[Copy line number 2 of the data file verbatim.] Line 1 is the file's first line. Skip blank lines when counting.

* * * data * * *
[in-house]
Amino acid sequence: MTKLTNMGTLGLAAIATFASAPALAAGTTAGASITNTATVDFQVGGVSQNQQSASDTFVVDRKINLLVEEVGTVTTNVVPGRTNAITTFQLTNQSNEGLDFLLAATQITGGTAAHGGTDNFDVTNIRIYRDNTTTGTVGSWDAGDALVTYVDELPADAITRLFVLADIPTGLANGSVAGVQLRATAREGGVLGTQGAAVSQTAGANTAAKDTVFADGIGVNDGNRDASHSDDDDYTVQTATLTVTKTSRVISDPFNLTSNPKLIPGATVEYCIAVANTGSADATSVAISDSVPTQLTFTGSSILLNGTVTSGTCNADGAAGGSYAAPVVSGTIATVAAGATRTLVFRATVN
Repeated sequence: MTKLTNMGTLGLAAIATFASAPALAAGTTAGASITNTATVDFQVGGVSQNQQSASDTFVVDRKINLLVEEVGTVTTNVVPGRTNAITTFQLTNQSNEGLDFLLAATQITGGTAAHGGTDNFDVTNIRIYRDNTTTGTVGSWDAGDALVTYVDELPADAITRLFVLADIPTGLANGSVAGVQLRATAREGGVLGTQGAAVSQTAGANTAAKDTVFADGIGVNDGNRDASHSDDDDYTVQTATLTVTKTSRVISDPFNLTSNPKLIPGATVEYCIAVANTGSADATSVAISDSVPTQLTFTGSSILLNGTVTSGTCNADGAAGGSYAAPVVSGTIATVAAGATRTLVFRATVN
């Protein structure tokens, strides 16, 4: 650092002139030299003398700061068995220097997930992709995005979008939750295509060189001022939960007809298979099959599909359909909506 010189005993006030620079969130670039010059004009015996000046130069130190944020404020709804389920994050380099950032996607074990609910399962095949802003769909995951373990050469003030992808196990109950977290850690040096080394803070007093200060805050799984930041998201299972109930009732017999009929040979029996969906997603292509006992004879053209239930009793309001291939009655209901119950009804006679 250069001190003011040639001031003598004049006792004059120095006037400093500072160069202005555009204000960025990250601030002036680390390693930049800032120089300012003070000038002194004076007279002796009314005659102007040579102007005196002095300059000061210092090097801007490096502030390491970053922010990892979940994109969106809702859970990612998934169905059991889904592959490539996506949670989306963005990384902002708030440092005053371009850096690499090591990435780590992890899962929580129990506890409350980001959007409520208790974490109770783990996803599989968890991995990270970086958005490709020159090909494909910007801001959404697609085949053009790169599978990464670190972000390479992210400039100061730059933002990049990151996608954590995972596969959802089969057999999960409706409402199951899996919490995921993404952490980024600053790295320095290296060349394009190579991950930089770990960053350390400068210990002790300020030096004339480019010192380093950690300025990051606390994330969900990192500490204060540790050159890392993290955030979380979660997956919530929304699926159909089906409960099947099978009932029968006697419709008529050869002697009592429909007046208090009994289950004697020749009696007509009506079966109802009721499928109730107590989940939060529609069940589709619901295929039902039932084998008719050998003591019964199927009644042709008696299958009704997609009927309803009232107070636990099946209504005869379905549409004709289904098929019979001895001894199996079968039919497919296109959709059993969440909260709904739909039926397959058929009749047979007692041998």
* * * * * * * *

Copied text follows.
Amino acid sequence: MTKLTNMGTLGLAAIATFASAPALAAGTTAGASITNTATVDFQVGGVSQNQQSASDTFVVDRKINLLVEEVGTVTTNVVPGRTNAITTFQLTNQSNEGLDFLLAATQITGGTAAHGGTDNFDVTNIRIYRDNTTTGTVGSWDAGDALVTYVDELPADAITRLFVLADIPTGLANGSVAGVQLRATAREGGVLGTQGAAVSQTAGANTAAKDTVFADGIGVNDGNRDASHSDDDDYTVQTATLTVTKTSRVISDPFNLTSNPKLIPGATVEYCIAVANTGSADATSVAISDSVPTQLTFTGSSILLNGTVTSGTCNADGAAGGSYAAPVVSGTIATVAAGATRTLVFRATVN